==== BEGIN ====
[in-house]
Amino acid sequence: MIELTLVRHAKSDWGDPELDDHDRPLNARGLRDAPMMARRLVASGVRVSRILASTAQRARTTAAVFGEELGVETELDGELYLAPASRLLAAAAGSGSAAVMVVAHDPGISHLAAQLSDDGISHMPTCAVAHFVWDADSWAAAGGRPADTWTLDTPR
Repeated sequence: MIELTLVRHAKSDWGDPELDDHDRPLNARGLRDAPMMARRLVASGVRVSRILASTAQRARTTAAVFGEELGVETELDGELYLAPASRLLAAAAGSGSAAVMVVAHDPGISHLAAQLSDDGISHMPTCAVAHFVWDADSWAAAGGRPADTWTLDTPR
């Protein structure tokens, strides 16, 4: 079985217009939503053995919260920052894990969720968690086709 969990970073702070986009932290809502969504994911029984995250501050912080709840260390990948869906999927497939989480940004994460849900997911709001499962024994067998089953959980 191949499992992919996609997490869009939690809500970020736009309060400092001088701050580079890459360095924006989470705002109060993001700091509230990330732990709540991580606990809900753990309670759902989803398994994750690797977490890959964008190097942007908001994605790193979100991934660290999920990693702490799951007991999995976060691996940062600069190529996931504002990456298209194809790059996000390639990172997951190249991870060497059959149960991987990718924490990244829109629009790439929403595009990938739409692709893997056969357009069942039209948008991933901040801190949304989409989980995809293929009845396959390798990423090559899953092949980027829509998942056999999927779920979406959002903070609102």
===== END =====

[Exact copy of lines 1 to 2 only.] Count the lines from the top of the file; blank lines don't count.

[in-house]
Amino acid sequence: MIELTLVRHAKSDWGDPELDDHDRPLNARGLRDAPMMARRLVASGVRVSRILASTAQRARTTAAVFGEELGVETELDGELYLAPASRLLAAAAGSGSAAVMVVAHDPGISHLAAQLSDDGISHMPTCAVAHFVWDADSWAAAGGRPADTWTLDTPR